Embroidered toast


#1

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#2

That toast would be just the thing for making a bacon sarnie:


#3

I think if I had heard about this I would have rolled my eyes but I really do like the execution of these. Especially the texture contrast between toast and the string. Nice and unexpected.


#4

Where did the eighth slice come from?!


#5

Lunch time!


#6

uhhhh. . . OK.


#7

I made a composition of seven, as there are days in week

Octeday.

The embroidering is done with Octarine thread, so only wizards (and cats) can see it.


#8

Slovakian, not Slovenian.


#9

…and definitely not Slitheen.


#10

Something’s wrong. I can’t see Jesus in any of these.


#11

I don’t get it.


#12

Needlessly wasting food; that’s doing it “right.”


#13

Hey, all art is “waste,” isn’t it?


#14


#15

No, really. Picasso could have spent all that time working in homeless shelters.

If you’re calling it a zero-sum game, you can’t have it both ways: resources either go toward necessities or luxuries. And art is not a necessity.


#16

Human time isn’t a scarce resource, in fact it’s hugely abundant. There is, however, not enough food on the planet, nor enough arable land to produce enough.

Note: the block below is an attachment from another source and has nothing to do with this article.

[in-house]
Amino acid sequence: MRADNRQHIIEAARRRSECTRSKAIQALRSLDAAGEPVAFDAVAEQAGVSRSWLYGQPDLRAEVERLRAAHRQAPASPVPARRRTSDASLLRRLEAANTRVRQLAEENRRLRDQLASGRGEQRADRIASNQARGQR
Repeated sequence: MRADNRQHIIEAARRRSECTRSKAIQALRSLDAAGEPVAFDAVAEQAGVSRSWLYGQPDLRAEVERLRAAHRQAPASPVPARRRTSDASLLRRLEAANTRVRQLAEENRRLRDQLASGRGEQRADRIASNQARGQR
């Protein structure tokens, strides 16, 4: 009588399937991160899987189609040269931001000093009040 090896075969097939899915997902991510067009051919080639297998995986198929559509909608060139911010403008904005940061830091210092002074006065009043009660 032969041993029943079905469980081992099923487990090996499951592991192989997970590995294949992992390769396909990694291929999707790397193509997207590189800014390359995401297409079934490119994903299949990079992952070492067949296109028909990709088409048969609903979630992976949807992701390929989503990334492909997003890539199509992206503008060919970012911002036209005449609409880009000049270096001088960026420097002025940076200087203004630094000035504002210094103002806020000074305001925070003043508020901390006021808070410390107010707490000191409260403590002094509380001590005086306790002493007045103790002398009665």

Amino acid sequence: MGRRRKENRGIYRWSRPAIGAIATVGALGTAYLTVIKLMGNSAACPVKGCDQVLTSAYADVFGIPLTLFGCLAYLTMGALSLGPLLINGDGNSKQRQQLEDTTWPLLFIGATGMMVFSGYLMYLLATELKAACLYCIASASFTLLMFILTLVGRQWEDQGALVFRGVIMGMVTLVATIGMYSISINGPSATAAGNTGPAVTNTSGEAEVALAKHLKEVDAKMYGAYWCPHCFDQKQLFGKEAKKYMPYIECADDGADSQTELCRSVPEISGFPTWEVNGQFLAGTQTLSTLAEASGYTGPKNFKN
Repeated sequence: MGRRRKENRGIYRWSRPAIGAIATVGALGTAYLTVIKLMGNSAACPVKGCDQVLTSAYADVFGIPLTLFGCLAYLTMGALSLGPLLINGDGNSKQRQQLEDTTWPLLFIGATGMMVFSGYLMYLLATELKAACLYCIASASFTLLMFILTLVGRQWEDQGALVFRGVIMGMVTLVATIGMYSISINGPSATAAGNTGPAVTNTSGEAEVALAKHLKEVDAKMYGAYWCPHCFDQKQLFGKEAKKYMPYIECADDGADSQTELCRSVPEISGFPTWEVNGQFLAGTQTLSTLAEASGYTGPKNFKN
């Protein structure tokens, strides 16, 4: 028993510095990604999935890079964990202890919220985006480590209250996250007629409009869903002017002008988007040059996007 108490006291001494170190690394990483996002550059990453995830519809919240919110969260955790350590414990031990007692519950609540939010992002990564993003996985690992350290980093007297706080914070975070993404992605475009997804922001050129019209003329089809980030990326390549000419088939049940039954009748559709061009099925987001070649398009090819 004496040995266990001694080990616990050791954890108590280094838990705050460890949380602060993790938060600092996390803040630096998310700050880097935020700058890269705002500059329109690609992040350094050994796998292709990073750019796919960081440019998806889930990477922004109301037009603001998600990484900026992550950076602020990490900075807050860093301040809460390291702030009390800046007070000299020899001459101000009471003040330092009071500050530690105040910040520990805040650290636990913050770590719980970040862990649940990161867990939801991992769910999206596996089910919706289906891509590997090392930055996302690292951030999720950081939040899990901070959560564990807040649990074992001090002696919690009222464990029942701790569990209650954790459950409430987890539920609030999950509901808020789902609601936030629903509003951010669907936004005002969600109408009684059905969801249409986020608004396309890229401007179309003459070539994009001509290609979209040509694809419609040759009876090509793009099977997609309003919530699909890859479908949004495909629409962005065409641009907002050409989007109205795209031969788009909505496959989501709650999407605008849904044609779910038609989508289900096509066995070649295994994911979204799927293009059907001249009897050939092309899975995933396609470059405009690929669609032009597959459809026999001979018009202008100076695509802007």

So, yea, no.

I mean, it’s a few slices of sourdough, so I’m not gonna get in a tizzy; but having a healthy aversion to food waste is a virtue.


#17

Yet, there is no time in human history, going right back to before we had civilization, where we didn’t make art. Some of the only stuff we have a early humans are the works of art they made and their tools. Keeping and maintaining one’s humanity is part and parcel of making art. Feeling human is a psychic necessity.

I think whether or not the art in question is food wasting, however, is certainly a point of debate. the problem with food scarcity seems to relate more to distribution rather than the ability to produce food. Making food a capitalist commodity made it harder to distribute in the first place. See the export of food from places like Ireland and India in the 19th century during periods of famine.


#18

What I meant to say is, if you require that art use only abundant resources, you rule out an awful lot of art. And that would be bad.

I am not suggesting we stop making art, or that art is not of value.


#19

Eat and floss at the same time!


#20

Thank you, for actually getting the point.